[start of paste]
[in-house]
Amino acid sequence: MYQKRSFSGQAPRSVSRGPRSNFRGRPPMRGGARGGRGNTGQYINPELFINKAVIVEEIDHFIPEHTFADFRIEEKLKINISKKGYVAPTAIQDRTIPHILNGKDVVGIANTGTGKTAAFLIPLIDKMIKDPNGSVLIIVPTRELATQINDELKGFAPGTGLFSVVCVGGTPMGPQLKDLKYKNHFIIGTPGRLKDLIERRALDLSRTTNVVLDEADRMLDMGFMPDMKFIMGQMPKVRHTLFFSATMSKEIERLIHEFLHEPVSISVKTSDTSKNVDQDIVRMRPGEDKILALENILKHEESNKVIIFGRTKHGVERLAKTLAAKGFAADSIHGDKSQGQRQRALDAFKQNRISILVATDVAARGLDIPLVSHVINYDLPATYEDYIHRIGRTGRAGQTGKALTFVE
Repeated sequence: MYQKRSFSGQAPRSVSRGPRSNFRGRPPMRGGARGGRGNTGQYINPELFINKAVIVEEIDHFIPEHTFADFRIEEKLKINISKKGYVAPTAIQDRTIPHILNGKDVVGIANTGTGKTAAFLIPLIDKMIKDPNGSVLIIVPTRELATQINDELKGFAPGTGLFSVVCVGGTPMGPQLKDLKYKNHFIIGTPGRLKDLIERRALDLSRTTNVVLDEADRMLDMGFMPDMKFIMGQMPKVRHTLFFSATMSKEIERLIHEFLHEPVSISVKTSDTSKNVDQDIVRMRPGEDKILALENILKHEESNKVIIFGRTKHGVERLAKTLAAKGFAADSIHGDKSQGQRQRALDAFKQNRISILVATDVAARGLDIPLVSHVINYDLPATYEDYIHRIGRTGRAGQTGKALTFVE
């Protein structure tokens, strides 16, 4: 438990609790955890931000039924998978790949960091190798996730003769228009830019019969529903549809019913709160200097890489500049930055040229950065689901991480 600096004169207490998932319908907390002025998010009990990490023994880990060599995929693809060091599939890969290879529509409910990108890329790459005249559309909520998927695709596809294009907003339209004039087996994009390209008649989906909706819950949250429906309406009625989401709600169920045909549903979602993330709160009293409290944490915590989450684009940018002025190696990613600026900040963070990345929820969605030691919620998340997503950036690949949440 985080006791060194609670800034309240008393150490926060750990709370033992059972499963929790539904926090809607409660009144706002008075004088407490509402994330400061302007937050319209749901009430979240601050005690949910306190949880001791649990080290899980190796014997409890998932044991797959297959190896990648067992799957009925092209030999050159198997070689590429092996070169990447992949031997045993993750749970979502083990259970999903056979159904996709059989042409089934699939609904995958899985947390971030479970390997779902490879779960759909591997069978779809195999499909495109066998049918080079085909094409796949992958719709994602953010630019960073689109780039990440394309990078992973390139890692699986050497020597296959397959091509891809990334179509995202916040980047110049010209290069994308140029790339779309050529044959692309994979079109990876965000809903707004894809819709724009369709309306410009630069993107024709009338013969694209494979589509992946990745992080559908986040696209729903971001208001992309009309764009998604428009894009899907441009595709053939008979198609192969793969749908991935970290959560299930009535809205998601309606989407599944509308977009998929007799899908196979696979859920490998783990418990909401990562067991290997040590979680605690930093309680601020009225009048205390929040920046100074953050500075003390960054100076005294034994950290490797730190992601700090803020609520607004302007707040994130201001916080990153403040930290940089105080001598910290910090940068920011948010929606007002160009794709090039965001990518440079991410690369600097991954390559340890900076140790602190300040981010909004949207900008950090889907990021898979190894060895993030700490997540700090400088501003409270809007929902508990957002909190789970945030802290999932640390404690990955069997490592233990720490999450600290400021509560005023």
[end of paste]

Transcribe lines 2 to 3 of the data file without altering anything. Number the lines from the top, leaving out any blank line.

Amino acid sequence: MYQKRSFSGQAPRSVSRGPRSNFRGRPPMRGGARGGRGNTGQYINPELFINKAVIVEEIDHFIPEHTFADFRIEEKLKINISKKGYVAPTAIQDRTIPHILNGKDVVGIANTGTGKTAAFLIPLIDKMIKDPNGSVLIIVPTRELATQINDELKGFAPGTGLFSVVCVGGTPMGPQLKDLKYKNHFIIGTPGRLKDLIERRALDLSRTTNVVLDEADRMLDMGFMPDMKFIMGQMPKVRHTLFFSATMSKEIERLIHEFLHEPVSISVKTSDTSKNVDQDIVRMRPGEDKILALENILKHEESNKVIIFGRTKHGVERLAKTLAAKGFAADSIHGDKSQGQRQRALDAFKQNRISILVATDVAARGLDIPLVSHVINYDLPATYEDYIHRIGRTGRAGQTGKALTFVE
Repeated sequence: MYQKRSFSGQAPRSVSRGPRSNFRGRPPMRGGARGGRGNTGQYINPELFINKAVIVEEIDHFIPEHTFADFRIEEKLKINISKKGYVAPTAIQDRTIPHILNGKDVVGIANTGTGKTAAFLIPLIDKMIKDPNGSVLIIVPTRELATQINDELKGFAPGTGLFSVVCVGGTPMGPQLKDLKYKNHFIIGTPGRLKDLIERRALDLSRTTNVVLDEADRMLDMGFMPDMKFIMGQMPKVRHTLFFSATMSKEIERLIHEFLHEPVSISVKTSDTSKNVDQDIVRMRPGEDKILALENILKHEESNKVIIFGRTKHGVERLAKTLAAKGFAADSIHGDKSQGQRQRALDAFKQNRISILVATDVAARGLDIPLVSHVINYDLPATYEDYIHRIGRTGRAGQTGKALTFVE